Not waiting, she began to fire into the crowd of Taliban officers, picking them off. Her shoulder felt bruised after firing nine rounds, the buck of the Win Mag terrific. Below her, her hearing keyed on the SEALs, they continued to return fire, spread out in a diamond formation on the scree to protect their flanks.

The Taliban suddenly surged out of the fort, waving their AK-47s, firing wildly at the SEALs. The RPGs were launched.

Khat swung her rifle, sighting on the closest man, taking him out before he could lob an RPG into the SEAL team. Damn! There were too many for her to stop! Cursing softly, she heard the RPGs explode. The pressure waves reached her, but she was spared, hunkered down a hair beneath the ridgeline.

Khat couldn't look to see how the SEALs were doing. She was taking out the enemy systematically, one at a time. There were more than thirty of the enemy and it seemed more and more arrived, and they started realizing they were caught in a deadly crossfire.

Khat pulled out two more mags of three bullets each. She released the spent mag and slapped in the full mag, settling in, swiftly looking through her sites. She saw one man shoulder the RPG. She shot before he did. Sweat was rolling down her face, burning into her eyes, making her blink, her vision blurring momentarily. With a hiss, she remained focused, continuing to pick them off.

The Taliban grudgingly retreated.

Khat waited, taking a deep breath, watching them through the scope. Lifting her head, she checked down the slope at the SEALs. They were quickly retreating in diamond formation. Smart guys. Get the hell outta Dodge because you are way outnumbered, guys…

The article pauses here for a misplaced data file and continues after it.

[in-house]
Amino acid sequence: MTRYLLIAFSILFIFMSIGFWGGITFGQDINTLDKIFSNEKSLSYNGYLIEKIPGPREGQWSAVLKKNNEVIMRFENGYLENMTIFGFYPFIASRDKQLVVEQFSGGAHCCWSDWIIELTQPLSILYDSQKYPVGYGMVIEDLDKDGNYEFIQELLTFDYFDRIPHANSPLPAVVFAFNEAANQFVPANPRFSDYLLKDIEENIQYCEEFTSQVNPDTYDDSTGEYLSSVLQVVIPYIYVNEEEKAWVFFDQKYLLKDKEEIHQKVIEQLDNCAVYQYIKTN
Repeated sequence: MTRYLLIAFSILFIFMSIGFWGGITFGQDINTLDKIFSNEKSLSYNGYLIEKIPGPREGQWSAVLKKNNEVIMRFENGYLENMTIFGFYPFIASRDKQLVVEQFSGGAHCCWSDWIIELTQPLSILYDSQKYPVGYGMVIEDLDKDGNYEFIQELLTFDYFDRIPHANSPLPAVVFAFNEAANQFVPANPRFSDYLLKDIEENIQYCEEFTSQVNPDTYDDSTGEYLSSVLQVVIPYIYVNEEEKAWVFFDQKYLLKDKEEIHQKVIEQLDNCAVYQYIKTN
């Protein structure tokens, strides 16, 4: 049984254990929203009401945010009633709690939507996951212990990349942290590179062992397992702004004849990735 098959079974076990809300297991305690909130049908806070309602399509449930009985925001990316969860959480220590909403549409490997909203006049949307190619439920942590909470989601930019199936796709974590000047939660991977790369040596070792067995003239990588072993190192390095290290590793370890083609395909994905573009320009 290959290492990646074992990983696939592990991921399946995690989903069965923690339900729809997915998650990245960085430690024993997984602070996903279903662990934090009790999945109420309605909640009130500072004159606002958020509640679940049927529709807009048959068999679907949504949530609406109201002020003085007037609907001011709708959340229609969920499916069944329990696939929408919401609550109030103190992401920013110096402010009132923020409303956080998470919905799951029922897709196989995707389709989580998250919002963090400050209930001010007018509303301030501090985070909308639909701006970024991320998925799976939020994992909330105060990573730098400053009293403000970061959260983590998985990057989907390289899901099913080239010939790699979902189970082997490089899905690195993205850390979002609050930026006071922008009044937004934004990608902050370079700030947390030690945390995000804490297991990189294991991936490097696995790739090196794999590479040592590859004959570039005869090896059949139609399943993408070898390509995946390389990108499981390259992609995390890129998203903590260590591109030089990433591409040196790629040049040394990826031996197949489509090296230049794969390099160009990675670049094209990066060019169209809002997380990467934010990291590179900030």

Wiping her face with the back of her cammie sleeve, she quickly focused on the stone fort. More hand waving and shouting among the Taliban officers. The group had just lost half its men. More fists waved angrily in the air.

Sattar was still surrounded, and she couldn't draw a bead on him. Damn. She'd really like to take out the little bastard. Partial payment for what his sick monster father had done to so many innocent young boys and girls over his one-year reign as chief. He'd turned into a sex slave trader, and had so many young Afghan children kidnapped and sold across the border in Pakistan. She hated Mustafa, and she was sure his son was going to pick up where his sick sexual-predator father left off.